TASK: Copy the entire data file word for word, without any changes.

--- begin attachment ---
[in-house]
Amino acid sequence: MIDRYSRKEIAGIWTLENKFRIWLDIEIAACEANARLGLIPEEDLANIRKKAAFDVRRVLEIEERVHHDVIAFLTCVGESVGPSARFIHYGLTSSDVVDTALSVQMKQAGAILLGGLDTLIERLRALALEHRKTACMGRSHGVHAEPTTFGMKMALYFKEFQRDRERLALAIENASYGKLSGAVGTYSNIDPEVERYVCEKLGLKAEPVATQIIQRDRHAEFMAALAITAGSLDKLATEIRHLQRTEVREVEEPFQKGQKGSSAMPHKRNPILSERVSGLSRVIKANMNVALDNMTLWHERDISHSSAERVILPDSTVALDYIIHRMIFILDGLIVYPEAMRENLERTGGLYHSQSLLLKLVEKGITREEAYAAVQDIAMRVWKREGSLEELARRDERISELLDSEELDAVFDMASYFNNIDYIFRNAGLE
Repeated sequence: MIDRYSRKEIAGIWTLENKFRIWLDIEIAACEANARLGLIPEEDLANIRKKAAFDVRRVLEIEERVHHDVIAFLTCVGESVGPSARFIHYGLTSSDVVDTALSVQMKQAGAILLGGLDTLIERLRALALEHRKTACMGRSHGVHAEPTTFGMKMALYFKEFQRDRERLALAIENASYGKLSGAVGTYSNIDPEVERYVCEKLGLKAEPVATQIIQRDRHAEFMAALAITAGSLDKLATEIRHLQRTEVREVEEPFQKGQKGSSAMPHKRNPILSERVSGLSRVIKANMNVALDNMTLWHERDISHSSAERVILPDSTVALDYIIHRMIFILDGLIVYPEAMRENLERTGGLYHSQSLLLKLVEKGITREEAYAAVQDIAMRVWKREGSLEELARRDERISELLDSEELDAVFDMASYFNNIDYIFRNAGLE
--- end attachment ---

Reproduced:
[in-house]
Amino acid sequence: MIDRYSRKEIAGIWTLENKFRIWLDIEIAACEANARLGLIPEEDLANIRKKAAFDVRRVLEIEERVHHDVIAFLTCVGESVGPSARFIHYGLTSSDVVDTALSVQMKQAGAILLGGLDTLIERLRALALEHRKTACMGRSHGVHAEPTTFGMKMALYFKEFQRDRERLALAIENASYGKLSGAVGTYSNIDPEVERYVCEKLGLKAEPVATQIIQRDRHAEFMAALAITAGSLDKLATEIRHLQRTEVREVEEPFQKGQKGSSAMPHKRNPILSERVSGLSRVIKANMNVALDNMTLWHERDISHSSAERVILPDSTVALDYIIHRMIFILDGLIVYPEAMRENLERTGGLYHSQSLLLKLVEKGITREEAYAAVQDIAMRVWKREGSLEELARRDERISELLDSEELDAVFDMASYFNNIDYIFRNAGLE
Repeated sequence: MIDRYSRKEIAGIWTLENKFRIWLDIEIAACEANARLGLIPEEDLANIRKKAAFDVRRVLEIEERVHHDVIAFLTCVGESVGPSARFIHYGLTSSDVVDTALSVQMKQAGAILLGGLDTLIERLRALALEHRKTACMGRSHGVHAEPTTFGMKMALYFKEFQRDRERLALAIENASYGKLSGAVGTYSNIDPEVERYVCEKLGLKAEPVATQIIQRDRHAEFMAALAITAGSLDKLATEIRHLQRTEVREVEEPFQKGQKGSSAMPHKRNPILSERVSGLSRVIKANMNVALDNMTLWHERDISHSSAERVILPDSTVALDYIIHRMIFILDGLIVYPEAMRENLERTGGLYHSQSLLLKLVEKGITREEAYAAVQDIAMRVWKREGSLEELARRDERISELLDSEELDAVFDMASYFNNIDYIFRNAGLE